Some things to consider before you head out into the powder

So far it’s been an epic start to the season, snow has been falling almost constantly for the last two weeks. If this continues we could be in store for some of the best conditions we’ve had in years. With this is mind it’s a good idea to remind ourselves of the dangers of avalanches and how we can reduce the risk of triggering one.

This is by no means a complete guide to avalanche safety, but more of a starting point to give you an idea of the things you should be considering before heading off piste.

Hte-route-equipment-0141Essential equipment

  1. Backpack
  2. Shovel
  3. Probe
  4. Transceiver
  5. Mobile Phone – with local rescue numbers saved
  6. Water
  7. First Aid Kit
  8. Spare layers

 

Practice with your equipment

Make sure everyone who is riding knows how to use there equipment and if necessary take a couple hours to practice some avalanche drills.

 

Check the weather forecast

Compare multiple forecasts for your ski area and any updates from official websites.

Through the winter, Meteo France provides detailed avalanche bulletins for all major resorts in France. The App FatMap also gives a good indication of which slopes are in the potential avalanche risk range, however it does not guarantee they are safe.

 

Understand the danger ratings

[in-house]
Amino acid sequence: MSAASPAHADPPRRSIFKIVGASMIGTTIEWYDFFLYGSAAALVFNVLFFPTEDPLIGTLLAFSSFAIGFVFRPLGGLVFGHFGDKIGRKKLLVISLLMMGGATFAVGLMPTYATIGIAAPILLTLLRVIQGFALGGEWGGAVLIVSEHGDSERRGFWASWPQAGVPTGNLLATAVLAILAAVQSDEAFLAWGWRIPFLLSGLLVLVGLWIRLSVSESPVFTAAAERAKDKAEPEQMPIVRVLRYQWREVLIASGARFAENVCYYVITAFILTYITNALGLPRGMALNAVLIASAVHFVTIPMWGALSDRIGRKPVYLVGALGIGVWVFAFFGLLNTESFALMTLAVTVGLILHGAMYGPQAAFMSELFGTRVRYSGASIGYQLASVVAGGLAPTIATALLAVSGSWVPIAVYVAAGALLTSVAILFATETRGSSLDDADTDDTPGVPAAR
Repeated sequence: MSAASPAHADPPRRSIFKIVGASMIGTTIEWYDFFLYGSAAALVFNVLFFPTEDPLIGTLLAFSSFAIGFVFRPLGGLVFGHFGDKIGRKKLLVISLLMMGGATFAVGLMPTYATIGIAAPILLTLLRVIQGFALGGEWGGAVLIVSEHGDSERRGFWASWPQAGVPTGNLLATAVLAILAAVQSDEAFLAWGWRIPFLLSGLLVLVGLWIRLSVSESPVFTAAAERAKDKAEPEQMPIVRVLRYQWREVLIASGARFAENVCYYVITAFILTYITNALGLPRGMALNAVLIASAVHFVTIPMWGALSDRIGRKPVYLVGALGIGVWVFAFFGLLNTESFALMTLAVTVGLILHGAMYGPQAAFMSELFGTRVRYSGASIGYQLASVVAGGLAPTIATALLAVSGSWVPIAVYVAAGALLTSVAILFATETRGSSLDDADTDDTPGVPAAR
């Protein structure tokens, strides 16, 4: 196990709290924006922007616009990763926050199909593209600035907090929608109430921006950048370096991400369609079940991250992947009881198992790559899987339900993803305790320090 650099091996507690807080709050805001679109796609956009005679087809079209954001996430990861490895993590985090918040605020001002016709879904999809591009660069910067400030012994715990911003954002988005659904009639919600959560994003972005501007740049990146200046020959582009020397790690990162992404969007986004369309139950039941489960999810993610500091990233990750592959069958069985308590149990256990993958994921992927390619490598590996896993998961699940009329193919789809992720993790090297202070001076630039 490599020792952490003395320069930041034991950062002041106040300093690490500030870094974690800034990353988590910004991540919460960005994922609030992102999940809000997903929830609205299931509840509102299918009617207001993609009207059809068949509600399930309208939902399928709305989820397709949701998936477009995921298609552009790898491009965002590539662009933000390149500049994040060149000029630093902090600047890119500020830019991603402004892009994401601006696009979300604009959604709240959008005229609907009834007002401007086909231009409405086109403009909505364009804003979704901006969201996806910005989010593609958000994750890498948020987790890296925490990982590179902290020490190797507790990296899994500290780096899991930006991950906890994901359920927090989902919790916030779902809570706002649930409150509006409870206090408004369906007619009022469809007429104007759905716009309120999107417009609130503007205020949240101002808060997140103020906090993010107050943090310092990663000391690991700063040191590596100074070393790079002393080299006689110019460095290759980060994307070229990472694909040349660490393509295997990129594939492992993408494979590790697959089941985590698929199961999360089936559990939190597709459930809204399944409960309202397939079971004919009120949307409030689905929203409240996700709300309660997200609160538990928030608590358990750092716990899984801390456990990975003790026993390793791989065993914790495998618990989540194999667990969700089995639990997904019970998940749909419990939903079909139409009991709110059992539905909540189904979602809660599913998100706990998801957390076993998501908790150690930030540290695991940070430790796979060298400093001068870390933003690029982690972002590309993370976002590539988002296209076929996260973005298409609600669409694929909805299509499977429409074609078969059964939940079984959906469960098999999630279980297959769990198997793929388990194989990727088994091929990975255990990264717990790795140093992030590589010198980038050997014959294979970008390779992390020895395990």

The danger ratings are updated everyday and can be found online and are displayed at all the lift stations. If you’re unsure about anything talk to one of the local piste patrols who will be able to offer accurate and safe advice.

Avalanche Chart

 

Know where you will be going

Have a good idea of the area and routes you’ll be taking (using maps, guide books and your personal experience) so you don’t end up stuck on a cliff. Keep an eye out for danger signs.

 

Choose your crew carefully

Ride with friends of a similar ability so that you can all be confident of the terrain you will be riding. You don’t want anyone getting left behind. A group size of 3 – 5 is ideal, these leaves enough people to help in an emergency but not too many, making it difficult to stay together.

 

Whilst out on the hill

Ski or board one at a time. If there is a slope that you are nervous about, only one person at a time should go onto the slope. Whether crossing, or going up or down, do so one at a time while all others act as eyes from a safe location. Should an avalanche occur, there will be only one victim and lots of rescuers
Avoid the centre of the slope. The greatest danger on any steep slope comes in the middle of it. Should an avalanche occur, there is no escape route. Avoid the centre of open slopes. Cross it at the very top or bottom. Go up it or down along the edges. These positions give a much better chance to escape
Stay on shallow slopes. Generally, it is possible to travel avalanche-free on slopes up to 25 degrees, and more than 95% of the time it is safe on slopes up to 30 degrees. To measure angles exactly, you can buy an inexpensive slope meter. However; be extra cautious wherever steeper slopes lie above shallow ones. Though avalanches won’t start on shallow slopes, it is possible that an avalanche could be triggered above, placing individuals in danger.

 

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